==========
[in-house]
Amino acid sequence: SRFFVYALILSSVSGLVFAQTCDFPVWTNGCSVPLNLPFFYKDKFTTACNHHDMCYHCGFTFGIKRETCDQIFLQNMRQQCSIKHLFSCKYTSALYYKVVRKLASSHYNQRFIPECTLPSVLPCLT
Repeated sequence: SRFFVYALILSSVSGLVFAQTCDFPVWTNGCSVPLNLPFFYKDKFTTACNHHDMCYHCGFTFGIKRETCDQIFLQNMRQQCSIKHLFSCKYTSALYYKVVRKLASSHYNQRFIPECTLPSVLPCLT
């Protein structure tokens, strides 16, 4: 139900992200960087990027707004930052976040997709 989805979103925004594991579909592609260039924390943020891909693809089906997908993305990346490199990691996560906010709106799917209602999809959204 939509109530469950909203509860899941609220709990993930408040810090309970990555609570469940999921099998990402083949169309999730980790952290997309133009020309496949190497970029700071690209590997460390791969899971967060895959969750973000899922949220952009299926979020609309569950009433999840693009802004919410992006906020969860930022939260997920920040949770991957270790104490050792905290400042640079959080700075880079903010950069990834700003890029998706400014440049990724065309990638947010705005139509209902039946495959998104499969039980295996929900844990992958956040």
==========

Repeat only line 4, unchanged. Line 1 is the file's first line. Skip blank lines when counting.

């Protein structure tokens, strides 16, 4: 139900992200960087990027707004930052976040997709 989805979103925004594991579909592609260039924390943020891909693809089906997908993305990346490199990691996560906010709106799917209602999809959204 939509109530469950909203509860899941609220709990993930408040810090309970990555609570469940999921099998990402083949169309999730980790952290997309133009020309496949190497970029700071690209590997460390791969899971967060895959969750973000899922949220952009299926979020609309569950009433999840693009802004919410992006906020969860930022939260997920920040949770991957270790104490050792905290400042640079959080700075880079903010950069990834700003890029998706400014440049990724065309990638947010705005139509209902039946495959998104499969039980295996929900844990992958956040």